Simsbury philanthropist plans to give Baystate Health $1 million in thanks for ‘high caliber’ care

Simsbury philanthropist plans to give Baystate Health $1 million in thanks for ‘high caliber’ care


SPRINGFIELD — Paul Cohen is 88 years old, sounds good and feels younger. And he knows who to thank — and how.

“I’ve been very fortunate. Whenever I was confronted with a problem, the people at Baystate had a solution,” Cohen said after announcing a $1 million planned gift to the Baystate Health Foundation Tuesday.

The co-founder and chief financial officer of Planned Furniture Promotions said the gift was to support the greatest needs of Baystate Health, but Cohen also said it was a show of gratitude for all the Springfield-based health system had done for him.

“Having lived through many different ailments, no one can appreciate the advancements in medicine more than myself. With the high caliber of Baystate Health, there’s no need to go beyond Springfield for ongoing health maintenance and for specialized expertise,” said Cohen, who emphasized the need for health care that was not only of high quality but also convenient and accessible.

Still active in his business and charitable causes, Cohen does not take health — or health care — for granted. He survived a 2000 bout with cancer, and a longer struggle with achalasia, a condition where damage to nerves prevents the esophagus from squeezing food into the stomach. That condition plagued Cohen from as far back as the early 1960s.

“It causes you to regurgitate your own food. But whenever I faced these situations, I followed the advice of my medical people in Springfield,” he said.

“Paul’s generosity and foresight provides us the benefit of having funding to support innovation and advancement for the future of healthcare,” said Dr. Mark A. Keroack, president and CEO of Baystate Health. “This gift will impact the next generation served by Baystate Health and help to support the longevity of quality healthcare in this region.”

Cohen is a fan of Keroack.

“He’s the face of Baystate. I love hearing him speak. He inspires me,” said the businessman, who also praised the work of Kylie Johnson, Baystate’s senior philanthropy officer and planned giving manager.

The gift is planned through the provisions of a will.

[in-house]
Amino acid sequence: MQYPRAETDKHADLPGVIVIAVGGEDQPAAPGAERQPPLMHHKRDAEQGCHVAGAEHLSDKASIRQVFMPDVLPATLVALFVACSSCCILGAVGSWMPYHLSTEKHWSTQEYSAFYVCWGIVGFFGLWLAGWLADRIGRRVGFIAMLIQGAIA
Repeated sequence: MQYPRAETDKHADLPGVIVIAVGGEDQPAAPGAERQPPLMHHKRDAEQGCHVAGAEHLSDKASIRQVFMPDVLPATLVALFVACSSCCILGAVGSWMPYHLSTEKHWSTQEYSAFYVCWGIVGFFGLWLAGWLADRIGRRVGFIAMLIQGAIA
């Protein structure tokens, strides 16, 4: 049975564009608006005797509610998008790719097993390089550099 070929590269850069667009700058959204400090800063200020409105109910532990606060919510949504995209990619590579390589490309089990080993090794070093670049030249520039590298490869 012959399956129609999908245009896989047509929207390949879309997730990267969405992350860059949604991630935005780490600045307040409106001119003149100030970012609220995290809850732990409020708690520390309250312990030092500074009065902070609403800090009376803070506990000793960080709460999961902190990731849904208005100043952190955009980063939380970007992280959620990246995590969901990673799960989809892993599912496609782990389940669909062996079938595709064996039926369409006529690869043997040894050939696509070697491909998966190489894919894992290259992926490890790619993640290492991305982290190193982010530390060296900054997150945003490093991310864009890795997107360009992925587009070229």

Born in Springfield, Cohen and his late wife Harriet were deeply engaged within their communities throughout their lives. Now residing in Simsbury, Connecticut, he continues to travel to Baystate for his care.

Over the years, he has also donated funds to support multiple clinical areas, including pain management, gastroenterology research and education, and heart and vascular care.

“My business partner, Eugene Rosenberg, supports programs in the Hartford area while I keep my Springfield contacts,” Cohen said.

The partnership has worked splendidly for 59 years.

“I’ve been very fortunate. Our business now has 1,500 employees. People might think there is no substitute for making money, but I’ve received more enjoyment when I can give it away,” Cohen said.

Cohen’s most recent gift honors John Bedford, a Baystate Health internal medicine specialist who served as his primary care physician for more than 20 years. The gift will be recognized with the naming after Cohen of a heart and vascular care patient floor at Baystate Medical Center.

There will also be special recognition to Bedford, who helped connect Cohen with vascular surgeon Marc Norris when Cohen experienced vascular difficulties in 2019.

“Dr. Bedford was wonderful. He took care of me in every single situation. When I had poor circulation in my legs, he treated me,” Cohen said.

“Being recognized by Paul is truly an honor,” Bedford said. “He is an uncommonly generous individual who is committed to using his success to help advance quality healthcare in our area.”

Cohen appreciates the wonders of modern medicine. Timely and accurate prescriptions and medications have allowed him to avoid painful and difficult rehabilitation more than once.

“I hate exercise,” he said.

Even when Cohen has had surgeries at Massachusetts General Hospital in Boston, all the follow-up work has been done in Springfield, he said. He hopes his gift will encourage others to recognize and support their local health care system in meaningful ways.

“Yes, I hope this inspires more people to come forward,” he said. “People in Western Massachusetts should be very proud of Baystate.”

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